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City Parks' Favorite Weed Killer 'Probably' Causes Cancer, Pol Says

By Rosa Goldensohn | April 23, 2015 8:32am | Updated on April 23, 2015 12:40pm
 Roundup is the city's most heavily used herbicide.
Roundup is the city's most heavily used herbicide.
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Mike Mozart/Flickr

CHELSEA — State Sen. Brad Hoylman wants to ban a controversial weed killer used all over the city because it is likely to cause cancer, he said Wednesday.

The World Health Organization (WHO) announced last month that the main ingredient in Roundup, glyphosate, is “probably carcinogenic to humans.”

The product was the most-used herbicide in city parks in 2013, according to a report by the city's health department using the most recent data available. It was applied 1,226 times by the Department of Parks and Recreation in 2013, including near playgrounds. 

“The initial research on Roundup is extremely troubling,” Hoylman said in a statement. "Experts from the WHO have concluded the chemical glyphosate used in Roundup probably causes cancer in humans. It’s therefore prudent to protect New Yorkers potentially exposed to Roundup by halting sales until the research shows that it’s otherwise safe to use.”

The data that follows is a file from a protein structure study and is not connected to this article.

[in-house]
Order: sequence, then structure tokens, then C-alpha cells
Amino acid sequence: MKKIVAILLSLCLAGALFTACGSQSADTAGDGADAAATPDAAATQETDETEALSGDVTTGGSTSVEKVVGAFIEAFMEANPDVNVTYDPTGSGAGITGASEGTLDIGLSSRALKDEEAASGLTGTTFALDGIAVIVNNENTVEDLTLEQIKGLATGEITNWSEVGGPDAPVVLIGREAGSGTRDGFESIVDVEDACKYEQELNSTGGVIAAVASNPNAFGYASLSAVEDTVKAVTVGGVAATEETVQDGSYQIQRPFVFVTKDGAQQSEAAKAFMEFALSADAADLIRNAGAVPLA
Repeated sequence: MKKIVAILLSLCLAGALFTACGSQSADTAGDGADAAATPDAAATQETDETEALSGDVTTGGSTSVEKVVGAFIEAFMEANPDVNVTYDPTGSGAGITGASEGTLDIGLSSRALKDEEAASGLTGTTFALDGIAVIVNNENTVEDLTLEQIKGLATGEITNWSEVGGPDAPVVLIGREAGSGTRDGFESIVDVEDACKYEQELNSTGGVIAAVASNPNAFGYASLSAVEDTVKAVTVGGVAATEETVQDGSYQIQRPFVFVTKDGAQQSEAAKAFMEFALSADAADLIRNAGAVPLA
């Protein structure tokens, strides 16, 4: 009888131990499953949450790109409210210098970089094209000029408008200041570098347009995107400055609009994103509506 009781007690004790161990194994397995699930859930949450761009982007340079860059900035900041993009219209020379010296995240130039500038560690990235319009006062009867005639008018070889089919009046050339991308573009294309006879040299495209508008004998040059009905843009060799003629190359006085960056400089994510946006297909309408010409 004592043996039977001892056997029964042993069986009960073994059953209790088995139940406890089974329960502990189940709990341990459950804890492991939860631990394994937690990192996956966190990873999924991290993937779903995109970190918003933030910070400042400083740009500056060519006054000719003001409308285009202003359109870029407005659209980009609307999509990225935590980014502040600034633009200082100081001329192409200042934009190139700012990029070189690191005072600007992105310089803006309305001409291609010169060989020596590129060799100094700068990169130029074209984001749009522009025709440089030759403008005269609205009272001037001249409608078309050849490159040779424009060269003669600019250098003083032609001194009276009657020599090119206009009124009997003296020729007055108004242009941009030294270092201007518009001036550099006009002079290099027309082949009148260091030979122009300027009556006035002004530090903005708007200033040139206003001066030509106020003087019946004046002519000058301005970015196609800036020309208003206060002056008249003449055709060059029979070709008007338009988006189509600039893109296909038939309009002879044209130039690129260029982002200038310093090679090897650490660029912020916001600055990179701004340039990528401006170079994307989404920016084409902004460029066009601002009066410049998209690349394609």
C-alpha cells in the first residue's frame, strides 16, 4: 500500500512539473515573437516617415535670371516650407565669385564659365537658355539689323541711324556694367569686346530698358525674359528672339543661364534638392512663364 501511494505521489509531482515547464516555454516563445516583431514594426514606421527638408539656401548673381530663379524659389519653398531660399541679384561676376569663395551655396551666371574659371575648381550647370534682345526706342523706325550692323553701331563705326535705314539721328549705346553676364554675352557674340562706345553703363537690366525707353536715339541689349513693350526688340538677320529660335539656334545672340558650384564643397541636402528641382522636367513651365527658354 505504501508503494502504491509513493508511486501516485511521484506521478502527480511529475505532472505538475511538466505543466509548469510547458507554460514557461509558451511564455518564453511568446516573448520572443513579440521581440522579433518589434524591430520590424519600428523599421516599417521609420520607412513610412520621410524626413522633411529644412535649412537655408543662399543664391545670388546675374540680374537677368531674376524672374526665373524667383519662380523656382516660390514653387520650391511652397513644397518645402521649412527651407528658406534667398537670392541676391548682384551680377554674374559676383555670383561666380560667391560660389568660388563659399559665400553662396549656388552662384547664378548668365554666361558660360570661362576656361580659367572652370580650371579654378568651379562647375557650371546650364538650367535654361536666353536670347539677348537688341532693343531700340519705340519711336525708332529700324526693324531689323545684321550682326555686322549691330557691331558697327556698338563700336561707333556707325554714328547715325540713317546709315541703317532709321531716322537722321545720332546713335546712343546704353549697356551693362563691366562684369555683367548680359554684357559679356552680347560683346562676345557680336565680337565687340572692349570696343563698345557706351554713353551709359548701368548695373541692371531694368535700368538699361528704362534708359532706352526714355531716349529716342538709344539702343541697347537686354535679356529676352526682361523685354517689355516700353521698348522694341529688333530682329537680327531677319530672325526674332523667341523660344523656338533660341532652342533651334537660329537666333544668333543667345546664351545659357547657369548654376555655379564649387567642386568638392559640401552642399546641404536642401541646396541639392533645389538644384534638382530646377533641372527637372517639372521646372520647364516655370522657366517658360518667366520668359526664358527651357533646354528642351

Hoylman’s proposed legislation would place a statewide moratorium on the sale, distribution or use of products that contain glyphosate.

The Parks Department said they pull weeds by hand or without Roundup when they can.

"When that fails, or when resources do not allow, we spray Roundup, in complete compliance with NYC, NY State and Federal laws," spokesman Sam Beiderman said in a statement.

Beiderman said the department was conferring with regulatory agencies to see if the WHO's statement affected them. City agency use of Roundup represents only a small fraction of use by private businesses and property owners, the department added. Hoylman's legislation would suspend both public and private use.

Roundup, made by bioengineering giant Monsanto, was deemed to cause cancer in the 1980s by the Environmental Protection Agency, which reversed its conclusion in 1991. 

But the WHO’s release said the herbicide is likely to cause cancer in humans.

In response, Monsanto head Hugh Grant told Fortune that “he didn’t see the issue impacting the business, and that the company will continue to support the product.”

Roundup and similar pesticides generate hundreds of millions of dollars in revenue for Monsanto each year, according to the company’s yearly report. 

Monsanto stood by their product in a statement. "Because safety is our top priority, we conduct rigorous and comprehensive testing on each product. Roundup-branded herbicides are our most popular crop protection product, and we’re proud of their excellent safety record," they said.